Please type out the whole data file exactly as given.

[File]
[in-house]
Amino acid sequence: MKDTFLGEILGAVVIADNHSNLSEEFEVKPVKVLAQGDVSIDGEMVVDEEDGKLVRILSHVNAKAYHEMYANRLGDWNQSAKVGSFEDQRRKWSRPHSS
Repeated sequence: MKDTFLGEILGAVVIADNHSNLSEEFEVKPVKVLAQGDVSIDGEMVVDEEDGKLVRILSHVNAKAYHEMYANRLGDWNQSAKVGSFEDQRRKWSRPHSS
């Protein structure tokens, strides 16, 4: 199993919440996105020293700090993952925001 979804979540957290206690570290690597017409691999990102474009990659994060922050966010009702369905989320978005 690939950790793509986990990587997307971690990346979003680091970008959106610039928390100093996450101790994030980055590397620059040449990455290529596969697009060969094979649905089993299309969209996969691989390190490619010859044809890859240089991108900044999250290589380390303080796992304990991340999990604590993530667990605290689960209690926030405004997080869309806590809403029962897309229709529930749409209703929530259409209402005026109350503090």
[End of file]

[in-house]
Amino acid sequence: MKDTFLGEILGAVVIADNHSNLSEEFEVKPVKVLAQGDVSIDGEMVVDEEDGKLVRILSHVNAKAYHEMYANRLGDWNQSAKVGSFEDQRRKWSRPHSS
Repeated sequence: MKDTFLGEILGAVVIADNHSNLSEEFEVKPVKVLAQGDVSIDGEMVVDEEDGKLVRILSHVNAKAYHEMYANRLGDWNQSAKVGSFEDQRRKWSRPHSS
């Protein structure tokens, strides 16, 4: 199993919440996105020293700090993952925001 979804979540957290206690570290690597017409691999990102474009990659994060922050966010009702369905989320978005 690939950790793509986990990587997307971690990346979003680091970008959106610039928390100093996450101790994030980055590397620059040449990455290529596969697009060969094979649905089993299309969209996969691989390190490619010859044809890859240089991108900044999250290589380390303080796992304990991340999990604590993530667990605290689960209690926030405004997080869309806590809403029962897309229709529930749409209703929530259409209402005026109350503090």